A friend of mine just stated:

I'm unimpressed by iOS6, most of the "features" they are introducing have been there since Android's conception.

I was about to correct him, believing inception to be the correct word.

When should one be used over the other?


7 Answers 7


I would say that inception is the more relevant concept. Android's conception would be when the idea of the operating system was first conceived, and features being present in someone's idea of an OS doesn't matter worth a damn to anyone; it's features that are actually implemented, as at the first inception of the OS, that matter.


I am not an English expert, but with a quick look in a dictionary both conception and inception are correct in the mentioned sentence.

I think the use of the word conception will mean:

I'm unimpressed by iOS6, most of the "features" they are introducing have been there since Android's first idea.

and use of the word inception will mean:

I'm unimpressed by iOS6, most of the "features" they are introducing have been there since Android's beginning.

Don't count on my answer unless someone expert approves it. But for me this is how I would understand it.

  • Modifying the question a bit; it would seem like each word would have a particular use case. I'm interested in what those use cases are. Jun 11, 2012 at 20:53
  • +1, but I prefer 'conception' Jun 11, 2012 at 21:00
  • downvoters I don't mind, I just would appreciate it if you tell me my mistake so I learn
    – user21619
    Jun 11, 2012 at 21:08
  • I have apreciated your answer and hence voted up. My preference is nothing. Jun 11, 2012 at 21:24

Inception is more about the starting point in time. It is a temporal reference.

Conception is more about the action of creating something. A child or an idea are formed and something is produced.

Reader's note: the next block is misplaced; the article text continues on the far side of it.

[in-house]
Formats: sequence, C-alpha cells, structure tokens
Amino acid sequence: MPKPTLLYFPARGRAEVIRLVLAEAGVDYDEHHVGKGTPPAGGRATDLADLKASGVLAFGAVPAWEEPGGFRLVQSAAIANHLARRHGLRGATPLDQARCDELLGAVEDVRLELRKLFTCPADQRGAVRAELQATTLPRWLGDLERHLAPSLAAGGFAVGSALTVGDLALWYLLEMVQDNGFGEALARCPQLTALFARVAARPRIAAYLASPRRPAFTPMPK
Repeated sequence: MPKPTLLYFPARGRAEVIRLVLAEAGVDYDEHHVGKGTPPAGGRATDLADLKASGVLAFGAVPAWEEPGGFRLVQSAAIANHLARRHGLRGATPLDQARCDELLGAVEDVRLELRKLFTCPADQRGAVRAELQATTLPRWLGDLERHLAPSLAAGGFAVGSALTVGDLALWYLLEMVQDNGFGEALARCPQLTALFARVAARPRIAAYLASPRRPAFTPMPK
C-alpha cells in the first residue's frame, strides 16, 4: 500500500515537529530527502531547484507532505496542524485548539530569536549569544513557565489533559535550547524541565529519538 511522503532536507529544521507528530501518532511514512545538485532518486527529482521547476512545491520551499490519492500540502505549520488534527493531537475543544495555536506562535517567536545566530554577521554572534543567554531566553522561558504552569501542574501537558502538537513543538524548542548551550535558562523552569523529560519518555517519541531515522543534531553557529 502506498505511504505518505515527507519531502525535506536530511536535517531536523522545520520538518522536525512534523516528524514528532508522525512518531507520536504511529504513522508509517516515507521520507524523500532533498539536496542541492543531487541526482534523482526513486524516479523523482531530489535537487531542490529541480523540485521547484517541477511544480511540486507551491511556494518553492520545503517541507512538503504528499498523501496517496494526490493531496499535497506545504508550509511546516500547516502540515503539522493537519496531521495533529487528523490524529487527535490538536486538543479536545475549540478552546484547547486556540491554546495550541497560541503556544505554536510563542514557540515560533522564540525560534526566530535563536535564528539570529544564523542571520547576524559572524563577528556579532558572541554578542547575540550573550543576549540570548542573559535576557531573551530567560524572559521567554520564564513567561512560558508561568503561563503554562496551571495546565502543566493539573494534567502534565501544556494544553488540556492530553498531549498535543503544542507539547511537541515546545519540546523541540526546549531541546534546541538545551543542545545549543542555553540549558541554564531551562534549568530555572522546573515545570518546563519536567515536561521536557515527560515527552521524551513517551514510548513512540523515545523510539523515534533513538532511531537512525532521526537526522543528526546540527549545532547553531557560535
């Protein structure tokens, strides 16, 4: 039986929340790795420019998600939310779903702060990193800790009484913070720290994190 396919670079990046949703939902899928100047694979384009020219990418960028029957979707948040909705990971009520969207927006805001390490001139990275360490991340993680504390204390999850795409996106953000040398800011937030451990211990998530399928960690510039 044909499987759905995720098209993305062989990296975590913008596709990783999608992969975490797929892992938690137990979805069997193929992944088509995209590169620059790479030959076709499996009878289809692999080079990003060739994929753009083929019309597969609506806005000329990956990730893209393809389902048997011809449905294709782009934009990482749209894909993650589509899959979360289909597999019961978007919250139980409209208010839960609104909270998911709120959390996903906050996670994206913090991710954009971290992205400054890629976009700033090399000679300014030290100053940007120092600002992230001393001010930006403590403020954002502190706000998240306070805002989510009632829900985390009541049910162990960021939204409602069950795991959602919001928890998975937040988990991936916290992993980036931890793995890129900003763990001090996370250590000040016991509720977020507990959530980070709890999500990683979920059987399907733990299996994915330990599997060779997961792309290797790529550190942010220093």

So one is about the production of something, and the other is about when something is produced.

It depends on the intended semantics of the speaker in this case. Which what they said would be correct to say the idea about the act of creating the feature list for Android was conceived, would be conception.

The temporal reference of when Android was introduced would be the inception.

The two words are definitely linked but not the same semantically in any way.

  • Yes, pretty much spot on, I'd agree. Inception doesn't always refer to a specific time, but it certainly does refer to the "beginning" of something...
    – Noldorin
    Jun 11, 2012 at 21:00

The answer for this is very simple. The beginning prefix con- represents a "coming together" of many things into one, such as the human reproductive process. This is a "conception" of multiple donors of genetic information into a singular being. An inception would not require a "coming together" and as a result would be applicable for the start of an idea or concept from a single source such as the inception of a custom or belief or an idea. One may not be able to attribute the inception to one specific person or thing, but it could be implied, however, the implication of a single source would not even be required as a group of people or collective could be considered the singular source. The inception of a cultural norm or taboo would be an appropriate example of a singular idea coming from "the many." But, with the use of inception, there is no implication of a "coming together."